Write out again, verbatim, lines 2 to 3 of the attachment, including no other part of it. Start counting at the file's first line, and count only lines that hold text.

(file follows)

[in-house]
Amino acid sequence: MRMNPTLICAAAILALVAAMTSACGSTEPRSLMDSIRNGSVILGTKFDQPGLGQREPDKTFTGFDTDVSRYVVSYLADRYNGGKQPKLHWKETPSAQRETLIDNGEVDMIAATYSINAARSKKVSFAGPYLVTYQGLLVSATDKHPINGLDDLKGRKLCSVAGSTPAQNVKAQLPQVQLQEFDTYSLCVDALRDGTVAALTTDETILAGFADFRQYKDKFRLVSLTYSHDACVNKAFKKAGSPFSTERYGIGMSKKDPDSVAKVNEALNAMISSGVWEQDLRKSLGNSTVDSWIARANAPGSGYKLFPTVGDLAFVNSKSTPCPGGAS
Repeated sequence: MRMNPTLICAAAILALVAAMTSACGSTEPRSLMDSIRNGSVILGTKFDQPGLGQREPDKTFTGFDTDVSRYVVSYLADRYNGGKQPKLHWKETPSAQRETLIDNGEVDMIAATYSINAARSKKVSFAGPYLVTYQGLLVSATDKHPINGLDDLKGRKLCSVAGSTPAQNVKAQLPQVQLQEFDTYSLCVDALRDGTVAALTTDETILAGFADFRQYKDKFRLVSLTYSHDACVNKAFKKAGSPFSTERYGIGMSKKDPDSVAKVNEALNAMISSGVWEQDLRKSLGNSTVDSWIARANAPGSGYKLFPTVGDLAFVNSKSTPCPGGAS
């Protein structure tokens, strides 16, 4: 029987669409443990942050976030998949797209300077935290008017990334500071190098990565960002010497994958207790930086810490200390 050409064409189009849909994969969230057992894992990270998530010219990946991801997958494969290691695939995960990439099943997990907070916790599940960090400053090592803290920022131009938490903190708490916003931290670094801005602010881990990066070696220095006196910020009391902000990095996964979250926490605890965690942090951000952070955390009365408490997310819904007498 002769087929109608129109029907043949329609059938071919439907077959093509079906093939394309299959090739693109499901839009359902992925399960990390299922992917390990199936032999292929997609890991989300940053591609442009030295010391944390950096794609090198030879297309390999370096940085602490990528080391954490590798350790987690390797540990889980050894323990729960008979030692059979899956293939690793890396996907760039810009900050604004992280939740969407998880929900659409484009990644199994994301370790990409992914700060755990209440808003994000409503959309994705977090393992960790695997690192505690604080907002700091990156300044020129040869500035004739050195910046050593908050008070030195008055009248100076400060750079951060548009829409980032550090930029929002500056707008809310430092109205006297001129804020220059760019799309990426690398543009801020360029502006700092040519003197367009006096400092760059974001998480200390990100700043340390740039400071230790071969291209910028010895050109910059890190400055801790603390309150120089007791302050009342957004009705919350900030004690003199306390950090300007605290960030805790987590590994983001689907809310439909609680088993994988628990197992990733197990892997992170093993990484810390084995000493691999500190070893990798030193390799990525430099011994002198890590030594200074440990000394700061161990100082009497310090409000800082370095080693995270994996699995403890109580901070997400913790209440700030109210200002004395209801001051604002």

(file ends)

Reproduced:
Amino acid sequence: MRMNPTLICAAAILALVAAMTSACGSTEPRSLMDSIRNGSVILGTKFDQPGLGQREPDKTFTGFDTDVSRYVVSYLADRYNGGKQPKLHWKETPSAQRETLIDNGEVDMIAATYSINAARSKKVSFAGPYLVTYQGLLVSATDKHPINGLDDLKGRKLCSVAGSTPAQNVKAQLPQVQLQEFDTYSLCVDALRDGTVAALTTDETILAGFADFRQYKDKFRLVSLTYSHDACVNKAFKKAGSPFSTERYGIGMSKKDPDSVAKVNEALNAMISSGVWEQDLRKSLGNSTVDSWIARANAPGSGYKLFPTVGDLAFVNSKSTPCPGGAS
Repeated sequence: MRMNPTLICAAAILALVAAMTSACGSTEPRSLMDSIRNGSVILGTKFDQPGLGQREPDKTFTGFDTDVSRYVVSYLADRYNGGKQPKLHWKETPSAQRETLIDNGEVDMIAATYSINAARSKKVSFAGPYLVTYQGLLVSATDKHPINGLDDLKGRKLCSVAGSTPAQNVKAQLPQVQLQEFDTYSLCVDALRDGTVAALTTDETILAGFADFRQYKDKFRLVSLTYSHDACVNKAFKKAGSPFSTERYGIGMSKKDPDSVAKVNEALNAMISSGVWEQDLRKSLGNSTVDSWIARANAPGSGYKLFPTVGDLAFVNSKSTPCPGGAS